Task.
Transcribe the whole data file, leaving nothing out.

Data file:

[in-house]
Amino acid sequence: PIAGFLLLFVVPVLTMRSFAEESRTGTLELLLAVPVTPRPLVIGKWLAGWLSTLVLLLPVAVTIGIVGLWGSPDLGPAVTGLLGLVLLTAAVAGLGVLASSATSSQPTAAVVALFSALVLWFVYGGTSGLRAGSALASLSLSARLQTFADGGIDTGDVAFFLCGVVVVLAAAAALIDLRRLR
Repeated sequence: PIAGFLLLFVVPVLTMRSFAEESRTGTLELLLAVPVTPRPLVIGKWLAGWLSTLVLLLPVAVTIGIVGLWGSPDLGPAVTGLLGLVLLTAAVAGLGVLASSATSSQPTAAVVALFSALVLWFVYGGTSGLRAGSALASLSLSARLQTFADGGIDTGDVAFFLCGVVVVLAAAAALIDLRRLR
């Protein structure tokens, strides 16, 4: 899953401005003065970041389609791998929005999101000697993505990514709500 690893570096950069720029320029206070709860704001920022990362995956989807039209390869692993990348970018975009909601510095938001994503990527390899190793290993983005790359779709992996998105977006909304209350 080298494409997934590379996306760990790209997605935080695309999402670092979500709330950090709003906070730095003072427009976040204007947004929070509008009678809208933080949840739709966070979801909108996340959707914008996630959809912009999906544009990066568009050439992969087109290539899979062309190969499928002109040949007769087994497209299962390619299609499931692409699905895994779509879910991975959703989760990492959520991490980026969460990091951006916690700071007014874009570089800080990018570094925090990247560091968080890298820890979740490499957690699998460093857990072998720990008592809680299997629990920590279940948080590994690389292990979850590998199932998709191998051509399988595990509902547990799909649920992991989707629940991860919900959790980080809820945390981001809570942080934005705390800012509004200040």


[in-house]
Amino acid sequence: PIAGFLLLFVVPVLTMRSFAEESRTGTLELLLAVPVTPRPLVIGKWLAGWLSTLVLLLPVAVTIGIVGLWGSPDLGPAVTGLLGLVLLTAAVAGLGVLASSATSSQPTAAVVALFSALVLWFVYGGTSGLRAGSALASLSLSARLQTFADGGIDTGDVAFFLCGVVVVLAAAAALIDLRRLR
Repeated sequence: PIAGFLLLFVVPVLTMRSFAEESRTGTLELLLAVPVTPRPLVIGKWLAGWLSTLVLLLPVAVTIGIVGLWGSPDLGPAVTGLLGLVLLTAAVAGLGVLASSATSSQPTAAVVALFSALVLWFVYGGTSGLRAGSALASLSLSARLQTFADGGIDTGDVAFFLCGVVVVLAAAAALIDLRRLR
């Protein structure tokens, strides 16, 4: 899953401005003065970041389609791998929005999101000697993505990514709500 690893570096950069720029320029206070709860704001920022990362995956989807039209390869692993990348970018975009909601510095938001994503990527390899190793290993983005790359779709992996998105977006909304209350 080298494409997934590379996306760990790209997605935080695309999402670092979500709330950090709003906070730095003072427009976040204007947004929070509008009678809208933080949840739709966070979801909108996340959707914008996630959809912009999906544009990066568009050439992969087109290539899979062309190969499928002109040949007769087994497209299962390619299609499931692409699905895994779509879910991975959703989760990492959520991490980026969460990091951006916690700071007014874009570089800080990018570094925090990247560091968080890298820890979740490499957690699998460093857990072998720990008592809680299997629990920590279940948080590994690389292990979850590998199932998709191998051509399988595990509902547990799909649920992991989707629940991860919900959790980080809820945390981001809570942080934005705390800012509004200040």